Our Bureau

Chennai, Nov. 14

A REPORT on the Indian food processing sector says that improved retailing holds one of the keys to exploding the food and beverages market in the coming years. This includes the entry of modern format as well as improved servicing of traditional stores.

The report India's changing dinner plant: Foods and beverages -challenges and opportunities in the Indian market says that reforms have been slow, and modern format stores still account for only three per cent of the overall fast moving consumer goods (FMCG) market.

However, whenever modern format has made an appearance, there has been an upward movement in convenience and impulse foods as well as branded commodities.

This CII-AC Nielsen ORG-MARG report was released by the Union Minister of State for Food Processing Industries, Mr Subodh Kant Sahai, at the inauguration of a two-day conference on the food processing sector Foodpro organised by the Confederation of Indian Industry.

According to the report, retail reforms breathe new life into production and distribution systems with retail majors taking the initiative to integrate the supply chain and improve cost/benefit ratios at the production as well as consumer end.

Improved distribution and retail visibility has been responsible for some of the biggest success stories in foods last year, it says and adds that a continued and improved focus is necessary on this aspect.

The report says that supply chain inadequacies continue to plague the food processing industry.

The problems spring from a combination of factors: the regulatory environment, lack of investments in developing infrastructure, a back-end that is isolated from the market and high fixed costs. The report calls for a Government and industry effort to shape the regulatory environment to create market-driven linkages across the chain.

Total spending on food, beverages and tobacco rose at an estimated annual average rate of 6.1 per cent in 2000-04 in rupee terms. It is expected that the growth rate will rise to around 9 per cent during 2005-09, according to the report. This estimate is based on forecast levels of private consumption, household size and levels of urbanisation.

The report says that like most other consumer sectors in India, food and beverage producers are benefiting from greater demand from urban populations, backed by rising incomes and a more quality conscious population.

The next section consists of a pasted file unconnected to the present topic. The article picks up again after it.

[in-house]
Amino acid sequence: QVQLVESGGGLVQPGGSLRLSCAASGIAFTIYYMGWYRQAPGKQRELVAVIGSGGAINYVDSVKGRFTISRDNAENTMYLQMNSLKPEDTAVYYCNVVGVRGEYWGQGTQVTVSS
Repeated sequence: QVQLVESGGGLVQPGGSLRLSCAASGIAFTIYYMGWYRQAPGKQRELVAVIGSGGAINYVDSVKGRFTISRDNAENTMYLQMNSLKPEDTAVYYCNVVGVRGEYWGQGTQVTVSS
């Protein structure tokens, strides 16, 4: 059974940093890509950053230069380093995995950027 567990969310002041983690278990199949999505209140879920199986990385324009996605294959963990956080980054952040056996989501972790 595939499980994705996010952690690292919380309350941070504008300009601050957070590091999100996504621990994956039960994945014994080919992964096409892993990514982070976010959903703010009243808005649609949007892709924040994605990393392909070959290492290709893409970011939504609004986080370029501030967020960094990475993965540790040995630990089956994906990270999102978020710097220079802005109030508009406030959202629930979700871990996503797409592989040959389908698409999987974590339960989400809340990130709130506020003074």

For foreign companies, the processed food market is the principal focus, yet consumption of processed and prepared foods is relatively low, with much of the population continuing to rely on subsistence foods such as cereals, breads, pulses and edible oils.

Rising incomes have led to relatively rapid increase in consumption of dairy products as well as meat and other high protein foods. The sales of spices, coffee, tea and cocoa have also been historically low, but have seen a gradual increase in recent years.

A recent study by McKinsey estimates the size of the domestic processed food industry at $ 33 billion, with the production of milk, fruit and vegetables dominating the sector.

AC Nielsen retail data indicates that foods and beverages form the fastest growing FMCG sector in India today. Foods have contributed 72 per cent to incremental FMCG value in 2004 over 2000.

Most of this has come from basics such as cooking oils, atta, rice and ghee indicating an overall upswing in the commodity to branding movement. Increased spends on snacking, indulgence and convenience foods also account for some of the growth. The growth is seen across population strata and is not just an upper class metro phenomenon, the report says.

It adds there are three key areas that are likely to impact the future course of the industry and which could have fuelled the recent growth: changes in the consumer, supply-chain dynamics and marketing interventions.

(This article was published in the Business Line print edition dated November 15, 2005)
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